• User.objects.order_by('-name') will return list of users in descending order
  1. none()

    • Calling none() will create a QuerySet that will never return any objects
    • This doesn't return any data, so this can be used in place where we need a valid QuerySet but no data
    • calling none() will not hit database
    • e.g User.objects.none()
  2. all()

    • This method is the simplest way to retrieve all objects from the model
    • User.objects.all() will return list of every users/objects

Database ORM methods which do not return a QuerySet

  1. get()
    • User.objects.get(id=1) will return the row/object whose id is 1
  2. create()
    • User.objects.create(name="Peter",age=25) will create a new object/record in database and return that object
  3. first()
    • User.objects.filter(id=10).first() will return the first row/object whose id is 10
  4. last()
    • User.objects.filter(id=10).last() will return the last row/object whose id is 10
  5. delete()
    • User.objects.filter(id=10).delete() will delete objects/rows whose id is 10. This works like a bulk delete
    • You can also perform delete() on model single objects like the objects obtained from get() first() last() methods. This works like a single object delete
  6. count()
    • User.objects.filter(id=10).count() will return total number of users/objects whose id is 10

Field Lookups

  • Field lookups are used to specify meaning to the SQL WHERE clause
  • These lookups are crafted and attached with the fields when performing an ORM queries
  • It looks like
    • field_[LookupType]=value [note the double underscores]

Lookups Types

  1. exact (also a default lookup)

    • An exact Match
    • User.objects.filter(name__exact="Peter") would generate SQL: select .... where name="Peter" and returns the objects/rows whose name is Peter

      If we do not provide a lookup like in the above QuerySet method examples, Django automatically uses exact lookup. This is the reason our ORMs were working even when we didn't pass any lookups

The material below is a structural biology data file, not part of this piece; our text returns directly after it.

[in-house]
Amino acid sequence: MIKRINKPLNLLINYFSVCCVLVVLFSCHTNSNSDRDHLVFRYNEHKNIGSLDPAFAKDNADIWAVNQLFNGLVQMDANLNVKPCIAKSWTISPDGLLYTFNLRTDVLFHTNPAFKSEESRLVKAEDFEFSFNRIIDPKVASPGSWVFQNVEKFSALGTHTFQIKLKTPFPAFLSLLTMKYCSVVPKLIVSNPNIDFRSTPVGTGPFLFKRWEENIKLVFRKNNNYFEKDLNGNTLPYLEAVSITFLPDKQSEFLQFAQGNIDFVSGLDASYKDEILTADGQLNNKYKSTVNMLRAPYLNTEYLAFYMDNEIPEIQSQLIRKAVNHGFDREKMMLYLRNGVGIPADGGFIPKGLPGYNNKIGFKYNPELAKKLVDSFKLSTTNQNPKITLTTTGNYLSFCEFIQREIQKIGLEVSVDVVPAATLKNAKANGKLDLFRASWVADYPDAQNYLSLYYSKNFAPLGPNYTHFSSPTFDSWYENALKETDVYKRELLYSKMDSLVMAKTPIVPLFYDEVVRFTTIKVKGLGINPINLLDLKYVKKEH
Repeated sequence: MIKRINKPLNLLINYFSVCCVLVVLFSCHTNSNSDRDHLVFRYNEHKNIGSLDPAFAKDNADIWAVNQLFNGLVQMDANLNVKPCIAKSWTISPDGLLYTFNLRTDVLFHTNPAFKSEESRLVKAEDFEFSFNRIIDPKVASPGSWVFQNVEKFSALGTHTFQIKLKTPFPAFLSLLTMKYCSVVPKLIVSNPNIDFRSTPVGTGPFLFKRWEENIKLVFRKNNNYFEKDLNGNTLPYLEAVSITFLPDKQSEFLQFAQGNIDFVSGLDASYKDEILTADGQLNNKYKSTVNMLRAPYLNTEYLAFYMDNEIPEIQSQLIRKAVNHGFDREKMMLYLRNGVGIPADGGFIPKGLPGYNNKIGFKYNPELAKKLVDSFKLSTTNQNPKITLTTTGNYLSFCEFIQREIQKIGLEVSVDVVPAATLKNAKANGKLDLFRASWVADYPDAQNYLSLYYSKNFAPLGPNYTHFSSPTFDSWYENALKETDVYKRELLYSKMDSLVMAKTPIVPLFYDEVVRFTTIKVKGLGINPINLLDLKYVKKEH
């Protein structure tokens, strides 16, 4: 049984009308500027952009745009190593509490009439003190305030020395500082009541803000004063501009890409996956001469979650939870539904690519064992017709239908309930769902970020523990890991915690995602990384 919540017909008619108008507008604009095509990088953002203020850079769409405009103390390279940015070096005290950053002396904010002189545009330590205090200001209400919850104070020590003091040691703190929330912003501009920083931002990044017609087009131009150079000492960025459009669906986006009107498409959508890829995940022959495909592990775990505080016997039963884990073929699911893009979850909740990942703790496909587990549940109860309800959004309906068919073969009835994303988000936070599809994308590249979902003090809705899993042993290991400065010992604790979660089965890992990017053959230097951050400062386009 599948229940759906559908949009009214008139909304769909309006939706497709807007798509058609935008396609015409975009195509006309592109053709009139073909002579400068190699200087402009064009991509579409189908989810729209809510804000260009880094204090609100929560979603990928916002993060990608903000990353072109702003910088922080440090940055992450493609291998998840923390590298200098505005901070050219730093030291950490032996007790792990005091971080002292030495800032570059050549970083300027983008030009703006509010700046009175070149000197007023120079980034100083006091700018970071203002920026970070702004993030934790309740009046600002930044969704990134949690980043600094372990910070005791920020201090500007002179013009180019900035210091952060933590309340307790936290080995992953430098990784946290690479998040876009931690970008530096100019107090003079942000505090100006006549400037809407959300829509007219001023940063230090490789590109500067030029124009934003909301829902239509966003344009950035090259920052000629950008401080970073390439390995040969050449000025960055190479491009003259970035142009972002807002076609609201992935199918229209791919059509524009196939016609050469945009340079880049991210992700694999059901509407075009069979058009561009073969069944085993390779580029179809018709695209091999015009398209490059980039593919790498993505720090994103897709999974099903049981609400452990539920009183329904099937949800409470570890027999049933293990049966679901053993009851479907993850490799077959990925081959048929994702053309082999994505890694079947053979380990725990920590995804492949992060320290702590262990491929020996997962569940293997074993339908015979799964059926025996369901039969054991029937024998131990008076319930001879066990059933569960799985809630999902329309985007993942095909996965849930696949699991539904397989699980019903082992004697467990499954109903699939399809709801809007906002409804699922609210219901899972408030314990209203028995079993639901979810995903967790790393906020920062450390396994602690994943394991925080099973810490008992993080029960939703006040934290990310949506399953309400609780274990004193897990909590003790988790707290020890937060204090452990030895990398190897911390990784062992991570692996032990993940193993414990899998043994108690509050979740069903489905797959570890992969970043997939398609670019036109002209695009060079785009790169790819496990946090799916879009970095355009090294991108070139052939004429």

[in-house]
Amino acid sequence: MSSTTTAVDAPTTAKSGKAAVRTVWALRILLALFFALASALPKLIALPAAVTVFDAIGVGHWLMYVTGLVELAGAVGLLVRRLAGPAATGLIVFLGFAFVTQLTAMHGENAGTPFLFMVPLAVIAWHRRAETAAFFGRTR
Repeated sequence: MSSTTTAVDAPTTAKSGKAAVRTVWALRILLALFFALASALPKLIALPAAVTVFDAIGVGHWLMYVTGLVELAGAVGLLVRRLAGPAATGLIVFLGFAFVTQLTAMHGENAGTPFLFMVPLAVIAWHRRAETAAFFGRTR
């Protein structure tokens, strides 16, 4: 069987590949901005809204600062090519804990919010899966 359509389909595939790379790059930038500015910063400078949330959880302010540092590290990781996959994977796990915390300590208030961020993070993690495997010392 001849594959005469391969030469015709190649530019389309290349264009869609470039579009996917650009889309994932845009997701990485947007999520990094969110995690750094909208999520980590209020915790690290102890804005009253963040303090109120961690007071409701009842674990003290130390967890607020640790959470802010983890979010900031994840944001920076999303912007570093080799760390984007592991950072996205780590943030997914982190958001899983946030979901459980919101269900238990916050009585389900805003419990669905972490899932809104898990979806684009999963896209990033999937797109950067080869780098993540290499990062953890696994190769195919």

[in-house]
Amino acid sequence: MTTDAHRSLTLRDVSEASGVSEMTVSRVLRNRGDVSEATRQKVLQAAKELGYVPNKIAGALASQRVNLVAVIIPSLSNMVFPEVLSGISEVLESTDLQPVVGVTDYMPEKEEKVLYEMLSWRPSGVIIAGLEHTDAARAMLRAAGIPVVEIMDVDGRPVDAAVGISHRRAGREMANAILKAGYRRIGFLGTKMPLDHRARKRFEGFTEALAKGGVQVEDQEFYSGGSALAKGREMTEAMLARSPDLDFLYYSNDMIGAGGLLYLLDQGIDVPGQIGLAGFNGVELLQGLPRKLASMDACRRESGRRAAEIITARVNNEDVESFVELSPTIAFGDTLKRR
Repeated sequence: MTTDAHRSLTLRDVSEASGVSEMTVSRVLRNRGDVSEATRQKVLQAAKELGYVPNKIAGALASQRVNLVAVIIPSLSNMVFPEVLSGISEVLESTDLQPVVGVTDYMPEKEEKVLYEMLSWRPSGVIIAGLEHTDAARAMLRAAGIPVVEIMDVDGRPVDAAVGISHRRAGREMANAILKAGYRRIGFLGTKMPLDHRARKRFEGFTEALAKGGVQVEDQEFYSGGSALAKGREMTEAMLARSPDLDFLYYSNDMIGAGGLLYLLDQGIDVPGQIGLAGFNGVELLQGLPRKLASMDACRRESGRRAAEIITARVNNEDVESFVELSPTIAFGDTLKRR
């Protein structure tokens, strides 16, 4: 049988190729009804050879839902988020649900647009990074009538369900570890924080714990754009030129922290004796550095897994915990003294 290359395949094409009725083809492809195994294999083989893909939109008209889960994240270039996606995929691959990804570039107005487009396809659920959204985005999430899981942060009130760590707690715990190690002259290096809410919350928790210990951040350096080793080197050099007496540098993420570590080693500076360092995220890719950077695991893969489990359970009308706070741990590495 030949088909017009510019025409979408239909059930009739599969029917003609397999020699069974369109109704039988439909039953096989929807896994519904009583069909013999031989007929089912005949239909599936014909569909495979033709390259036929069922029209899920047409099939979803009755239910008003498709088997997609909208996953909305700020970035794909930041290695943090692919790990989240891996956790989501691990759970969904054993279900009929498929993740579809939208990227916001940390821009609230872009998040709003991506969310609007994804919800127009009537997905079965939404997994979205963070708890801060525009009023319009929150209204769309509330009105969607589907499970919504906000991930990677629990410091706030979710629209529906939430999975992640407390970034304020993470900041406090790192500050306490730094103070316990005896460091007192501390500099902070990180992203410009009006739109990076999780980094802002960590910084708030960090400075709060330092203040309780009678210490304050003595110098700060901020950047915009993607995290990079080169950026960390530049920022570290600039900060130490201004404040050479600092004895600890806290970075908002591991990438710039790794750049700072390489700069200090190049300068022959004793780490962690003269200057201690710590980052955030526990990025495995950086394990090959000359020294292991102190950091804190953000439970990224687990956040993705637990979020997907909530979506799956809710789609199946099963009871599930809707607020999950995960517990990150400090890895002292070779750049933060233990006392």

• Thus, User.objects.filter(name__exact="Peter") and User.objects.filter(name="Peter") QuerySet is practically the same
  2. iexact

    • Case insensitive match
    • User.objects.filter(name__iexact="peter") would return QuerySet of the list of users whose name is peter(case insensitive) i.e: peter, Peter, PeTeR, peteR e.t.c
  3. contains

    • Case sensitive containment
    • User.objects.filter(name__contains="a") would generate SQL: select ..... where name like '%a%' and would return QuerySet of list of users whose name contains/includes a
  4. icontains

    • Similar to contains but case-insensitive
  5. gt

    • greater than
    • User.objects.filter(age_gt=10) would return QuerySet of list of users whose age is greater than 10 i.e 11,12,13,.......
  6. gte

    • greater than or equal to
      • User.objects.filter(age_gte=10) would return QuerySet of list of users whose age is greater than or equals to 10 i.e 10,11,12,13,.......
  7. lt

    • less than
    • User.objects.filter(age_lt=10) would return QuerySet of list of users whose age is less than 10 i.e 9,8,7,......
  8. lte

    • less than or equal to
      • User.objects.filter(age_lte=10) would return QuerySet of list of users whose age is less than or equals to 10 i.e 10,9,8,7,.....

There are other plenty of inbuilts lookups. To name some of them; in startswith istartswith range